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I haven't studied the results in detail for the old sonic-solver. I have developed a new version of rhopSonicFoam for the 1.2 release which is undergoing extensive testing at the moment as part of a research project, it might be interesting for you to test it on your case.
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Old   July 4, 2005, 10:08
Default I am looking forward to the 1.
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I am looking forward to the 1.2 release.
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Old   July 4, 2005, 11:09
Default Another thing with this testpr
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Another thing with this testproblem is that the shock is moving with the wrong speed compared to the results of Colella and Woodward. The shock eventually propagates out of the domain to the left.
I now seem to resolve the contact discontinuity, although it requires a lot of cells.
Any ideas with the incorrect shock speeds?
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Old   July 4, 2005, 11:17
Default Which code are you running?
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Which code are you running?
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Old   July 4, 2005, 11:29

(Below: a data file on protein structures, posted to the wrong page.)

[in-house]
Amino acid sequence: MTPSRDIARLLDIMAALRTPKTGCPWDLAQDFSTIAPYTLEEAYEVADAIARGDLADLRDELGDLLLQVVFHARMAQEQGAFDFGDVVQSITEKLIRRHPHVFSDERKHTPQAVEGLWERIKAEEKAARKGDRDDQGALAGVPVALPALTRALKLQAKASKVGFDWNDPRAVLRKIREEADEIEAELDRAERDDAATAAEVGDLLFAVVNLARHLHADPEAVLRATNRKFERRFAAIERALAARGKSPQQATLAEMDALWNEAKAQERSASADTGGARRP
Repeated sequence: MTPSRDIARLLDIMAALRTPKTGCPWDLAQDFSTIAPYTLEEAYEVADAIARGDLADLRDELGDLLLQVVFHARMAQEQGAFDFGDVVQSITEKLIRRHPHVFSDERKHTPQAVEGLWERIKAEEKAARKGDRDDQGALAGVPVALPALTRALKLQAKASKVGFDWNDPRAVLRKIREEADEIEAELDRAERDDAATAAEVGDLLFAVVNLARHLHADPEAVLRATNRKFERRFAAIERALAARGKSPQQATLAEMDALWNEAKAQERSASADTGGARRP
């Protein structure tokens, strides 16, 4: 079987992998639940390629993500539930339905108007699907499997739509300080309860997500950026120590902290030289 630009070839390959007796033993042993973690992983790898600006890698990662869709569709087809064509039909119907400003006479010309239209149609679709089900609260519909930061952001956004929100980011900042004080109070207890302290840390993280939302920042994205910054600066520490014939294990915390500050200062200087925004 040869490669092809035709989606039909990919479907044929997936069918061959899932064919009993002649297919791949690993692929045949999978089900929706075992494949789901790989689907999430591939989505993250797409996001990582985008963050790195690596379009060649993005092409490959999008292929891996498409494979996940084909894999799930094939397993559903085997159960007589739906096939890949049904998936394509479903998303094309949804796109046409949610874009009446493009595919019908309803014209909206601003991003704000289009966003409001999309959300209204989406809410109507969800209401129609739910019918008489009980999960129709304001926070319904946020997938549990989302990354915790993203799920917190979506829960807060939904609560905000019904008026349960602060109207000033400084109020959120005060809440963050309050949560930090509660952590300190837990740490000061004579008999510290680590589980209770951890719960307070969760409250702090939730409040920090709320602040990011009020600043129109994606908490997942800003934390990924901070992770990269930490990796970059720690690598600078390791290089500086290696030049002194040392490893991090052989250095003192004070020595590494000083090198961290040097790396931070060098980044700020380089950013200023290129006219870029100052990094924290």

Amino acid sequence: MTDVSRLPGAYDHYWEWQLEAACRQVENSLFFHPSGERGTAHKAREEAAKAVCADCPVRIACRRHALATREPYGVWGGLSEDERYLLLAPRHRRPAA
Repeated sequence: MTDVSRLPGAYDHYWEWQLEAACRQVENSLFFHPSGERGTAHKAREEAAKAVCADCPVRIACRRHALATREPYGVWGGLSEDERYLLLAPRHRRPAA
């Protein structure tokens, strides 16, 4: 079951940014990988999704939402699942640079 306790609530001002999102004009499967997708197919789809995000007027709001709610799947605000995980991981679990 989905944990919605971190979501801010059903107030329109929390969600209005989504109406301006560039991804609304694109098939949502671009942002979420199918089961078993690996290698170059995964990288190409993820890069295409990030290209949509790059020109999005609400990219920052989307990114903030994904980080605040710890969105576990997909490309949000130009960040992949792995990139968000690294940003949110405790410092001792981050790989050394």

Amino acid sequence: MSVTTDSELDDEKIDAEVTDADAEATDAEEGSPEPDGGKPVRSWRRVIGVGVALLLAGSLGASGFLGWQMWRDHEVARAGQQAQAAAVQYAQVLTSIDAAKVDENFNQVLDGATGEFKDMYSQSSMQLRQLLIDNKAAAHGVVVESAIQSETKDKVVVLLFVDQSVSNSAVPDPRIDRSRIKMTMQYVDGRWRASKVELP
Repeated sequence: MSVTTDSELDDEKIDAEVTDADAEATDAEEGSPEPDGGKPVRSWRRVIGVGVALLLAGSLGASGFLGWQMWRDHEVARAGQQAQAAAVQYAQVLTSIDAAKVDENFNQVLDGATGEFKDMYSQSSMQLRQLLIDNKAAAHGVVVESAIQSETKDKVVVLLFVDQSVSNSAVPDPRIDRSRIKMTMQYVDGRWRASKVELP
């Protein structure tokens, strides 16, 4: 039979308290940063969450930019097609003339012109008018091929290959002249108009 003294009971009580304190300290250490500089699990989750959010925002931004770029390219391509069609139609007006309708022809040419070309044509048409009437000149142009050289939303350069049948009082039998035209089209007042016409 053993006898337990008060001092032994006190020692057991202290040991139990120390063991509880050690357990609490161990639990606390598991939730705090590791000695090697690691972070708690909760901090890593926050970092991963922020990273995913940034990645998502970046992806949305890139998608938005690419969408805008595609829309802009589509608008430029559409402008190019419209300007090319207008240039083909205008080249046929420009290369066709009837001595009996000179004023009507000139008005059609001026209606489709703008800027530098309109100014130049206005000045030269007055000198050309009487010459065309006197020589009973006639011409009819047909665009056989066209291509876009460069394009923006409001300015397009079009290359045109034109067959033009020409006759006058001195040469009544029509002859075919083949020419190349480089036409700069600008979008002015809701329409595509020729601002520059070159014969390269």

Default I do an Euler step in time (ca
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I do an Euler step in time (can be extended to a TVD Runge-Kutta 2:nd order) and use central differences in space with Jameson artificial dissipation.
The laplacian is discretized using
Gauss linear correction
and divergence terms using
Gauss linear

This is the problably the most classical way of solving this problem, however I am not sure about the reflecting b.c..
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Old   July 4, 2005, 11:36
Default I was assuming you were runnin
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I was assuming you were running one of the standard OpenFOAM sonic-solvers; I have no idea why your code produces the incorrect shock-speed.
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Old   July 4, 2005, 12:30
Default The reason can be twofold, eit
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The reason can be twofold, either the symmetryPlane is not equivalent to a reflecting b.c. or there is some bug in the div, laplacian etc. operators in forms of conservation. If the operators are not discretized in the correct way, errors of this type might show. For solutions not involving discontinuities these errors will not show. It is my belief that the errors are not due to the operators though, but I will continue searching for answers. So if anybody has some good and constructive ideas I am more than welcome to try them.